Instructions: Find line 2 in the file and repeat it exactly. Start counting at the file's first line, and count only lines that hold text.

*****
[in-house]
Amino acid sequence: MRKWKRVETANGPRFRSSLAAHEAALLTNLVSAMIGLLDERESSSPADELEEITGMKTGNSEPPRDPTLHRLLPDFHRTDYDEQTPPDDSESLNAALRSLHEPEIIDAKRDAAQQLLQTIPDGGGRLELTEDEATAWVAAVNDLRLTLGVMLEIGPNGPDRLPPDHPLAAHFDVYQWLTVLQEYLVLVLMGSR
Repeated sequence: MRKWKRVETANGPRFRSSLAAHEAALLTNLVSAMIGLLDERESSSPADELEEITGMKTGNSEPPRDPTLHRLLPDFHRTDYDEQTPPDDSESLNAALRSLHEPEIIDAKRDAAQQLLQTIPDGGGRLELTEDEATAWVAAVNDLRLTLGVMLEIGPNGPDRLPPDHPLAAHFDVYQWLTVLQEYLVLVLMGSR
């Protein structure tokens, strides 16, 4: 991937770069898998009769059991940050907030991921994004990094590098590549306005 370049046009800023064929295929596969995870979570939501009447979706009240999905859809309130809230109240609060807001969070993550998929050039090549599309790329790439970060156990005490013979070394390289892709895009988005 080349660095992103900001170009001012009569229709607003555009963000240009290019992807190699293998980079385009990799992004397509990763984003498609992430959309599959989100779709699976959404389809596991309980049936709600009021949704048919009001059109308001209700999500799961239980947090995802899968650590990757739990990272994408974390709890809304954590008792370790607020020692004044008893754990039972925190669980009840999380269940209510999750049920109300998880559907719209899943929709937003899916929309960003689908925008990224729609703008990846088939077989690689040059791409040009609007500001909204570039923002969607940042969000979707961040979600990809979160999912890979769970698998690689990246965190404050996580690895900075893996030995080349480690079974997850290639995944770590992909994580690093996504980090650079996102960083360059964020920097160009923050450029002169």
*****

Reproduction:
Amino acid sequence: MRKWKRVETANGPRFRSSLAAHEAALLTNLVSAMIGLLDERESSSPADELEEITGMKTGNSEPPRDPTLHRLLPDFHRTDYDEQTPPDDSESLNAALRSLHEPEIIDAKRDAAQQLLQTIPDGGGRLELTEDEATAWVAAVNDLRLTLGVMLEIGPNGPDRLPPDHPLAAHFDVYQWLTVLQEYLVLVLMGSR